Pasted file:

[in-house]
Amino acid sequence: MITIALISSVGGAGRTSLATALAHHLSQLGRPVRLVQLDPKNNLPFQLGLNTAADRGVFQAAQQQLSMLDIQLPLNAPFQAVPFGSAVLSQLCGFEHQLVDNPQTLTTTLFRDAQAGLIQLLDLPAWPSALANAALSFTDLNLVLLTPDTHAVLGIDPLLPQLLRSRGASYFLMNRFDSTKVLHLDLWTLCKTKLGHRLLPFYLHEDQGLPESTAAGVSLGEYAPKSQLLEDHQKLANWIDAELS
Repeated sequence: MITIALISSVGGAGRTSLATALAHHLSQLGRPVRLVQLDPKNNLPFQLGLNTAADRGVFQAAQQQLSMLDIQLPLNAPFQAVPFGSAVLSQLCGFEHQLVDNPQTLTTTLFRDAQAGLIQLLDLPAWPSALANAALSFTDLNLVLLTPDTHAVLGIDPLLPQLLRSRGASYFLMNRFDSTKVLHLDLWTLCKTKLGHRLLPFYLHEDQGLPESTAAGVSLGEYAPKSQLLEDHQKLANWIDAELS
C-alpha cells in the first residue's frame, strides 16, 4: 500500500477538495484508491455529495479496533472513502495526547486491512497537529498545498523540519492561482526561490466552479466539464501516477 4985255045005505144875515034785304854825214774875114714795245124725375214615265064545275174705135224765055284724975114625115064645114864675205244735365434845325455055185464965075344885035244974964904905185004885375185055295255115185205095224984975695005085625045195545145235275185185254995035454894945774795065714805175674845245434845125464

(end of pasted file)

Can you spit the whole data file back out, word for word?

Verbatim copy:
[in-house]
Amino acid sequence: MITIALISSVGGAGRTSLATALAHHLSQLGRPVRLVQLDPKNNLPFQLGLNTAADRGVFQAAQQQLSMLDIQLPLNAPFQAVPFGSAVLSQLCGFEHQLVDNPQTLTTTLFRDAQAGLIQLLDLPAWPSALANAALSFTDLNLVLLTPDTHAVLGIDPLLPQLLRSRGASYFLMNRFDSTKVLHLDLWTLCKTKLGHRLLPFYLHEDQGLPESTAAGVSLGEYAPKSQLLEDHQKLANWIDAELS
Repeated sequence: MITIALISSVGGAGRTSLATALAHHLSQLGRPVRLVQLDPKNNLPFQLGLNTAADRGVFQAAQQQLSMLDIQLPLNAPFQAVPFGSAVLSQLCGFEHQLVDNPQTLTTTLFRDAQAGLIQLLDLPAWPSALANAALSFTDLNLVLLTPDTHAVLGIDPLLPQLLRSRGASYFLMNRFDSTKVLHLDLWTLCKTKLGHRLLPFYLHEDQGLPESTAAGVSLGEYAPKSQLLEDHQKLANWIDAELS
C-alpha cells in the first residue's frame, strides 16, 4: 500500500477538495484508491455529495479496533472513502495526547486491512497537529498545498523540519492561482526561490466552479466539464501516477 4985255045005505144875515034785304854825214774875114714795245124725375214615265064545275174705135224765055284724975114625115064645114864675205244735365434845325455055185464965075344885035244974964904905185004885375185055295255115185205095224984975695005085625045195545145235275185185254995035454894945774795065714805175674845245434845125464